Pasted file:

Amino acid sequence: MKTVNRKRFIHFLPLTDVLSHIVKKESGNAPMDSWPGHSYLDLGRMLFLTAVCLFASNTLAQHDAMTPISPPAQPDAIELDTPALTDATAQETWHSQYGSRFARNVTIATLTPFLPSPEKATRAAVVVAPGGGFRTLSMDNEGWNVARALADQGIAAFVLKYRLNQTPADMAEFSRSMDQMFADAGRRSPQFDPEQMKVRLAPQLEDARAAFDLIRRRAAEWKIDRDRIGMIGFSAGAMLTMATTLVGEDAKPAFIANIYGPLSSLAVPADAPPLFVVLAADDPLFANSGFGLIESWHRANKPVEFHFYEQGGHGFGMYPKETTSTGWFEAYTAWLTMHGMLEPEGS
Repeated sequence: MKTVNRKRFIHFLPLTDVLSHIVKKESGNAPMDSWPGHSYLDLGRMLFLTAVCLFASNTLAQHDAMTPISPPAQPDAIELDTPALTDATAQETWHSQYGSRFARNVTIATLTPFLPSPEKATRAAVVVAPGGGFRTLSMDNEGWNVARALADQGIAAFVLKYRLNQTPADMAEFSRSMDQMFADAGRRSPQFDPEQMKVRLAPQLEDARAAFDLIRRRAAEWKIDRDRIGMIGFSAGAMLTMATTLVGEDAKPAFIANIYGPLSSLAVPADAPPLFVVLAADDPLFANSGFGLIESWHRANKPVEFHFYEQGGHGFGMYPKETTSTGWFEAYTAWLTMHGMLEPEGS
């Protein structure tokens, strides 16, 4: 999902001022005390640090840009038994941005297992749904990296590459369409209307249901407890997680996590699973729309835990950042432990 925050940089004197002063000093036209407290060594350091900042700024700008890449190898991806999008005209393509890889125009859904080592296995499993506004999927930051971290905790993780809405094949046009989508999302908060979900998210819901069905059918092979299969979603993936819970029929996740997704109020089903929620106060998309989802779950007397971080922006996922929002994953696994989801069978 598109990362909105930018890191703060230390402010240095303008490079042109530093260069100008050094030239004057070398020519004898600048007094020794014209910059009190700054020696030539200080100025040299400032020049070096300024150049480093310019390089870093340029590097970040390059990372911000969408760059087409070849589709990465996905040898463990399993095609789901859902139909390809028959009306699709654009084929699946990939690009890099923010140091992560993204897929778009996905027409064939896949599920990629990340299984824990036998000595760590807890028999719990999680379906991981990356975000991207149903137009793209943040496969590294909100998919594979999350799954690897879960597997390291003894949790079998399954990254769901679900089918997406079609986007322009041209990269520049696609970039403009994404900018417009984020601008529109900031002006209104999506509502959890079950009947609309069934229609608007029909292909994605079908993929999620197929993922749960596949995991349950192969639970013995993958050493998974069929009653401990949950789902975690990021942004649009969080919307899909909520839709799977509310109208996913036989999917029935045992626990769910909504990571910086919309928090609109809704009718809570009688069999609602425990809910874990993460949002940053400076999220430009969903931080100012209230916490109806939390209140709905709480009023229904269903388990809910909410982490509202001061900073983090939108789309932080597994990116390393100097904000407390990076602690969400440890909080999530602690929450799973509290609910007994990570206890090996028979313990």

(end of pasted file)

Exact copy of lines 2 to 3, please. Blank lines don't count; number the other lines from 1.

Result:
Repeated sequence: MKTVNRKRFIHFLPLTDVLSHIVKKESGNAPMDSWPGHSYLDLGRMLFLTAVCLFASNTLAQHDAMTPISPPAQPDAIELDTPALTDATAQETWHSQYGSRFARNVTIATLTPFLPSPEKATRAAVVVAPGGGFRTLSMDNEGWNVARALADQGIAAFVLKYRLNQTPADMAEFSRSMDQMFADAGRRSPQFDPEQMKVRLAPQLEDARAAFDLIRRRAAEWKIDRDRIGMIGFSAGAMLTMATTLVGEDAKPAFIANIYGPLSSLAVPADAPPLFVVLAADDPLFANSGFGLIESWHRANKPVEFHFYEQGGHGFGMYPKETTSTGWFEAYTAWLTMHGMLEPEGS
């Protein structure tokens, strides 16, 4: 999902001022005390640090840009038994941005297992749904990296590459369409209307249901407890997680996590699973729309835990950042432990 925050940089004197002063000093036209407290060594350091900042700024700008890449190898991806999008005209393509890889125009859904080592296995499993506004999927930051971290905790993780809405094949046009989508999302908060979900998210819901069905059918092979299969979603993936819970029929996740997704109020089903929620106060998309989802779950007397971080922006996922929002994953696994989801069978 598109990362909105930018890191703060230390402010240095303008490079042109530093260069100008050094030239004057070398020519004898600048007094020794014209910059009190700054020696030539200080100025040299400032020049070096300024150049480093310019390089870093340029590097970040390059990372911000969408760059087409070849589709990465996905040898463990399993095609789901859902139909390809028959009306699709654009084929699946990939690009890099923010140091992560993204897929778009996905027409064939896949599920990629990340299984824990036998000595760590807890028999719990999680379906991981990356975000991207149903137009793209943040496969590294909100998919594979999350799954690897879960597997390291003894949790079998399954990254769901679900089918997406079609986007322009041209990269520049696609970039403009994404900018417009984020601008529109900031002006209104999506509502959890079950009947609309069934229609608007029909292909994605079908993929999620197929993922749960596949995991349950192969639970013995993958050493998974069929009653401990949950789902975690990021942004649009969080919307899909909520839709799977509310109208996913036989999917029935045992626990769910909504990571910086919309928090609109809704009718809570009688069999609602425990809910874990993460949002940053400076999220430009969903931080100012209230916490109806939390209140709905709480009023229904269903388990809910909410982490509202001061900073983090939108789309932080597994990116390393100097904000407390990076602690969400440890909080999530602690929450799973509290609910007994990570206890090996028979313990």